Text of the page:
“It’s incredible to get this type of recognition; it puts me in a particularly special position to be able to advocate the things I care about,” she said. “I think even at today’s ceremony, I was able to reach a lot of people by talking about women and science, and why it’s so important to me.”


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Misha is well aware of the disadvantages women face when entering Stem fields: “A lot of the time when girls are discouraged, maybe even subconsciously, from going into Stem fields ... what we end up doing is putting a damper on intellectual curiosity,” she said. That’s something she hopes to change.

As part of a Cell project, she initiated a fundraising campaign last year to support the Women’s Foundation – a non-profit organisation which empowers female in the world – in providing free coding classes to local students from Band Two and Three girls’ schools.

“I remember when I first started programming; it’s a whole new way of thinking, so I think it’s an incredibly important skill for [other females] to have.”

Grand Prize finalists Kwan Pok-chung, Misha Fischer (winner), and Gladys Wong flanked by Winfried Engelbrecht-Bresges (left) and Gary Liu (right).
Photo: Dickson Lee/SCMP

“It’s such an incredibly rewarding feeling to empower other people,” she enthused, adding that she wants “to not just advocate for change, but act for change”.

Being a SOTY winner, she hopes, will help move her forward in that journey. “I think that SOTY has allowed me to show ... people the extent to which you can achieve things when you really put your mind to it, and when you really hope to achieve it.”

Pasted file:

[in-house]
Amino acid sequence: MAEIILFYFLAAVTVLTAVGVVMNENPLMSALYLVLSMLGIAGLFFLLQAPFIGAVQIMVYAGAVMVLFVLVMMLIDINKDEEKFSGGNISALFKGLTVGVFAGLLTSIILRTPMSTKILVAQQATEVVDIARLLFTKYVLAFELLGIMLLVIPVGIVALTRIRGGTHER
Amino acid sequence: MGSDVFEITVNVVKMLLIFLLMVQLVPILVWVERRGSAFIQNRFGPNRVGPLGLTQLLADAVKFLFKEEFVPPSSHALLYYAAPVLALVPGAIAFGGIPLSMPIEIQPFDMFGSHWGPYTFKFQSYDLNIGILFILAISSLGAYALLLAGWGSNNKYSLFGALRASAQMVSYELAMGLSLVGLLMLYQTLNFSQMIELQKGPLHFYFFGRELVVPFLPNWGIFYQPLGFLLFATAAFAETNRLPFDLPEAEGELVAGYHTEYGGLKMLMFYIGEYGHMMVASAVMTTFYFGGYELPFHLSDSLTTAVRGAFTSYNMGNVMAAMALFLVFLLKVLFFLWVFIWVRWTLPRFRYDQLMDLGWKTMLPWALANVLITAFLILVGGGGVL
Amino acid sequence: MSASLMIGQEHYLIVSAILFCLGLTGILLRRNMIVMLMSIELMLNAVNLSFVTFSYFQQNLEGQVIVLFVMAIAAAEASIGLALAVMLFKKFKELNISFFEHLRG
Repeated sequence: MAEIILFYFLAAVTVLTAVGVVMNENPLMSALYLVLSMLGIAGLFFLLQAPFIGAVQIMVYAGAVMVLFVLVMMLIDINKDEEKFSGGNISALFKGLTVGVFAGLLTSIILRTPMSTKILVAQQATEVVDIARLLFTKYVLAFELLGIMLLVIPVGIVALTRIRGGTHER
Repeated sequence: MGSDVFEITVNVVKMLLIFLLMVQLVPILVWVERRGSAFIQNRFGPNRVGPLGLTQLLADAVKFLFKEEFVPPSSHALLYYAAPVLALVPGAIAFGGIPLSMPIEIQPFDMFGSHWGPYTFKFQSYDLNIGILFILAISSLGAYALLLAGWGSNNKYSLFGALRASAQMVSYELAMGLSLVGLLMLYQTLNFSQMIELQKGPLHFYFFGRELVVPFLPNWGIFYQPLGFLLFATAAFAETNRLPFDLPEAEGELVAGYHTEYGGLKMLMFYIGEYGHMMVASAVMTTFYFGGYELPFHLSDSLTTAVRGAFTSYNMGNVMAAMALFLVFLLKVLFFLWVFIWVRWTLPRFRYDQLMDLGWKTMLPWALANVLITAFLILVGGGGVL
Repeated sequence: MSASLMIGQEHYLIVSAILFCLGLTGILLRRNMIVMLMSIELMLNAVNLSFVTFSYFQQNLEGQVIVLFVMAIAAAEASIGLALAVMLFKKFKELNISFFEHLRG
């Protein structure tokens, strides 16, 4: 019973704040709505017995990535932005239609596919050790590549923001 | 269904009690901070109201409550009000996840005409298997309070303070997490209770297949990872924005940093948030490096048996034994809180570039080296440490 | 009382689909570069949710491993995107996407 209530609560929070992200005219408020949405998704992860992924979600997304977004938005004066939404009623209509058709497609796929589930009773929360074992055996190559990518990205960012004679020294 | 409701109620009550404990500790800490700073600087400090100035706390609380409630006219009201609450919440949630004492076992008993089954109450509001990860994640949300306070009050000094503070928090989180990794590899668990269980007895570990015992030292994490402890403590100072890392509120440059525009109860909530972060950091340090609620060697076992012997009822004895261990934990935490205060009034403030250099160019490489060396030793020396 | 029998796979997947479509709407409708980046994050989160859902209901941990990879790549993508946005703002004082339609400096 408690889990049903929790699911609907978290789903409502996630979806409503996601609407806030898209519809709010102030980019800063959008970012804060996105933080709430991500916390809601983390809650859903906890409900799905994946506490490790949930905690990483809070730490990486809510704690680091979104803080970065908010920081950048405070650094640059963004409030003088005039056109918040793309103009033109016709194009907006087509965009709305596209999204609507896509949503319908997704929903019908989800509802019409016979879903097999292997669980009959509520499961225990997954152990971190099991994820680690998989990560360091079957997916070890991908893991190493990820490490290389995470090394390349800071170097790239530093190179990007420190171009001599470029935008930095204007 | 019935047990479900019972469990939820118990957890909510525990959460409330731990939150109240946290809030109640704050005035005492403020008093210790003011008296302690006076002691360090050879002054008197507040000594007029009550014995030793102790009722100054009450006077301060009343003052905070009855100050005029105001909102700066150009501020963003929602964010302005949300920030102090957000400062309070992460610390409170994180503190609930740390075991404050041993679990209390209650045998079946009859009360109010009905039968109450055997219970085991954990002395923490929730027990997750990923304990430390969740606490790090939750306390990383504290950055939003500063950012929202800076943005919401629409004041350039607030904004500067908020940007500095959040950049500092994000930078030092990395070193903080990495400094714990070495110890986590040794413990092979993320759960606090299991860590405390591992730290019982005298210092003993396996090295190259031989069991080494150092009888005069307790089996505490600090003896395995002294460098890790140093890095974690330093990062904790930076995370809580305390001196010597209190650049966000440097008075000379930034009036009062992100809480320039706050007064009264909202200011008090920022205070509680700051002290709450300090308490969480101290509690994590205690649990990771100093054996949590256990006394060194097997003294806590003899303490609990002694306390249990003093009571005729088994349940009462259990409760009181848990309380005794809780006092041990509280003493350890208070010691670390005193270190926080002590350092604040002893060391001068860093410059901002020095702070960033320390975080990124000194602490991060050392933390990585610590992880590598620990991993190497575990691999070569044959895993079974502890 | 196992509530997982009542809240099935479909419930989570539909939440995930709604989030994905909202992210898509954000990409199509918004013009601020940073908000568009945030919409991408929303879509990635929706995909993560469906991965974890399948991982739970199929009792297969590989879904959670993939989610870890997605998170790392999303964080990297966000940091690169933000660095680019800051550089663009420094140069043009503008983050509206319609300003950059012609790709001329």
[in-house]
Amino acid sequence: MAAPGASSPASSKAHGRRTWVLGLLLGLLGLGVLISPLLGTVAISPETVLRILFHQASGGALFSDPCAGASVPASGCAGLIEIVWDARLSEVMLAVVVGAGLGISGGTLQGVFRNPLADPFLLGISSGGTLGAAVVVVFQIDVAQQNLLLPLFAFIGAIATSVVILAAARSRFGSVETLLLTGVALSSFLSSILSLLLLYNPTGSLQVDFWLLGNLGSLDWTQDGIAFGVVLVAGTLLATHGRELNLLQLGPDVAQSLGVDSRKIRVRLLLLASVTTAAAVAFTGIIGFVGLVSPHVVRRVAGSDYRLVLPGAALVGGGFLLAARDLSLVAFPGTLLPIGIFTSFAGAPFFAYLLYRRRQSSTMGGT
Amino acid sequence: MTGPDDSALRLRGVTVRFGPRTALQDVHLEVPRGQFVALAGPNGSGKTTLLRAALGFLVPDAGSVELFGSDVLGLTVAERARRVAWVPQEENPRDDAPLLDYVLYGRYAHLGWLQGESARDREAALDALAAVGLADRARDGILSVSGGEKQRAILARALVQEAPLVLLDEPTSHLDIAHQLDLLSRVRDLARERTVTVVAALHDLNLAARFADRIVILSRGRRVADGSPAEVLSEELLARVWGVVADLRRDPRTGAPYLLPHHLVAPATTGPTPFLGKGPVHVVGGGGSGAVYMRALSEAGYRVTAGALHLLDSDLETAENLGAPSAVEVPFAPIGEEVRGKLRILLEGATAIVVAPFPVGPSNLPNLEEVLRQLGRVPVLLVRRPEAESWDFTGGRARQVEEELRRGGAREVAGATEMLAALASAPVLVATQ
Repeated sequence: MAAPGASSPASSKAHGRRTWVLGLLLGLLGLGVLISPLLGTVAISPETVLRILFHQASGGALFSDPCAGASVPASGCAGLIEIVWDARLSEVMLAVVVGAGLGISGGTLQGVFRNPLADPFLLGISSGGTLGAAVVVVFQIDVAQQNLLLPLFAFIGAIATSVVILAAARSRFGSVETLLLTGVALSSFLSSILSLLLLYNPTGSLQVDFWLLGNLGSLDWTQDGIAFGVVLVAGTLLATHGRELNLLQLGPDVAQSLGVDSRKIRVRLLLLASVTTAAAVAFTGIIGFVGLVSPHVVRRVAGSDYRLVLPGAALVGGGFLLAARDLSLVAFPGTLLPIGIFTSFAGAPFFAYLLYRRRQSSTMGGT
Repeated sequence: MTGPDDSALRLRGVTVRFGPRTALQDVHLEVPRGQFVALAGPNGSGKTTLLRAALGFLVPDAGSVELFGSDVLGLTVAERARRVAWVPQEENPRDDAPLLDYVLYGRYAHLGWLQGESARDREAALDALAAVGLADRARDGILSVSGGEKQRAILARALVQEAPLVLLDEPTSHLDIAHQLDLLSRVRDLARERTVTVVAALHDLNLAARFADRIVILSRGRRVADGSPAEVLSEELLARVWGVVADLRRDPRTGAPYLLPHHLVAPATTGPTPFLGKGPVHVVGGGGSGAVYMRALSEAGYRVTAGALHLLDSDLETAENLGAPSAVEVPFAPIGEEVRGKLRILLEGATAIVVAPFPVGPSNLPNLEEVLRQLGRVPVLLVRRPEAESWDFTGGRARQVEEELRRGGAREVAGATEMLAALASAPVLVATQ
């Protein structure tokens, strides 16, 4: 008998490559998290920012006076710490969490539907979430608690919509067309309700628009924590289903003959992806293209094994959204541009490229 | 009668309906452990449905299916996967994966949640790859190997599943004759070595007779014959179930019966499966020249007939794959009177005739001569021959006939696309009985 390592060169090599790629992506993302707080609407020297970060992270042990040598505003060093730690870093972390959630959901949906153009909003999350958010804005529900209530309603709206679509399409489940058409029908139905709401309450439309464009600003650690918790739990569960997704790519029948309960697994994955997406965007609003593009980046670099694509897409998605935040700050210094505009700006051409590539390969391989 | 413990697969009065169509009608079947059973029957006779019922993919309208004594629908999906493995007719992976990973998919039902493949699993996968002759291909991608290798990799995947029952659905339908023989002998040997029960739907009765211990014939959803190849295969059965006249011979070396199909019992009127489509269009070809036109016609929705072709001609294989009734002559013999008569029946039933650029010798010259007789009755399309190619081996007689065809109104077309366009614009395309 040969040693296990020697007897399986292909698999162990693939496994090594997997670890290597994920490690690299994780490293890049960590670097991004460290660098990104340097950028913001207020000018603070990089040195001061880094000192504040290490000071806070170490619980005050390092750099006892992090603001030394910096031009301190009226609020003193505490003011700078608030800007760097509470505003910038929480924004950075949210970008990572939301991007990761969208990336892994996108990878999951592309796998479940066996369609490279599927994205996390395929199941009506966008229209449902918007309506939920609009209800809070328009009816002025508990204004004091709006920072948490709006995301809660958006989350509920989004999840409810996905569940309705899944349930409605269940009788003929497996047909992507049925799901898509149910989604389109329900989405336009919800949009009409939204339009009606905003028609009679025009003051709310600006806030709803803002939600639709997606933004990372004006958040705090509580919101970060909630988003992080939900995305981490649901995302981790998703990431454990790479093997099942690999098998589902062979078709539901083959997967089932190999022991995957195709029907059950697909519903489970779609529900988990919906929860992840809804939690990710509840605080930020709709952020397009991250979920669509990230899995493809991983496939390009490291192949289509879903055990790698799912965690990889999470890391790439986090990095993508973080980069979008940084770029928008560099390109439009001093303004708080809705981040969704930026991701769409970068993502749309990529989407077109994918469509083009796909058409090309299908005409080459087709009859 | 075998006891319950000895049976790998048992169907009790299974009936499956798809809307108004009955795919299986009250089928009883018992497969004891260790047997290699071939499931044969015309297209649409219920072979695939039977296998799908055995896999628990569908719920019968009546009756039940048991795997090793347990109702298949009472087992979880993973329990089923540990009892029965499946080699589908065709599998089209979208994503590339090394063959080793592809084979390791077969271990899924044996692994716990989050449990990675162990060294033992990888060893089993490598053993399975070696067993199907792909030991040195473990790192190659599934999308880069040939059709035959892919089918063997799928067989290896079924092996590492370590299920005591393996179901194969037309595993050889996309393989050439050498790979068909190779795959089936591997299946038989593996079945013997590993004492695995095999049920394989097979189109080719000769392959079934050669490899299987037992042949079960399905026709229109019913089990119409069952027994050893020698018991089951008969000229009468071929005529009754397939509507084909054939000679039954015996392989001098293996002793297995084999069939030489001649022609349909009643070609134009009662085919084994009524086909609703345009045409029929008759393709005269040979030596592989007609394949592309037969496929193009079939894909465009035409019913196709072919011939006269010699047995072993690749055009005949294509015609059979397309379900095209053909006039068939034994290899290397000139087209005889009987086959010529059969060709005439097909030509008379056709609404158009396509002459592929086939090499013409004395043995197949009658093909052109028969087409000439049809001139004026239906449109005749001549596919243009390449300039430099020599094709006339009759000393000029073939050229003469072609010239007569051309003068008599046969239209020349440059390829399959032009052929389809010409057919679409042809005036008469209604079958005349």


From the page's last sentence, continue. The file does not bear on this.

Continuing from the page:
More than just a hobby, Misha’s enthusiasm for public speaking has been a vital tool in helping her communicate her ideas to a wider audience.


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“I think that scientific innovations, ideas and problems in the world only have [a strong] impact when you have the right messenger,” she said. “What debating and public speaking have really taught me is how to speak to people’s hearts and minds – not just speak at people, but with them.”

Moreover, public speaking is another skill she wants to be able to share; she coaches the junior debate team at her school, as well as volunteering at a local school. Her goal, she explained, is not to tell people how to think, but to open up a dialogue so that everyone’s voices can be heard.


With such an incredible amount of drive, it may seem as if Misha already has everything figured out. But, she admitted, that couldn't be further from the truth – and that’s something she’s okay with.

“The biggest favour you can do for yourself is have a really good mindset towards failure,” she said. “I used to see failure as proof that I’m not good enough, proof that I shouldn’t have tried because I failed. But I had a big wake-up call when I realised that failure isn’t the end of something, failure ... is a necessary part of success.

“Being able to go for things without being afraid that you’ll fail, or that other people will judge you for it – I think that’s ultimately what will allow a lot of people to be able to reach goals that they’ve never thought about.”

Edited by Charlotte Ames-Ettridge

This article appeared in the Young Post print edition as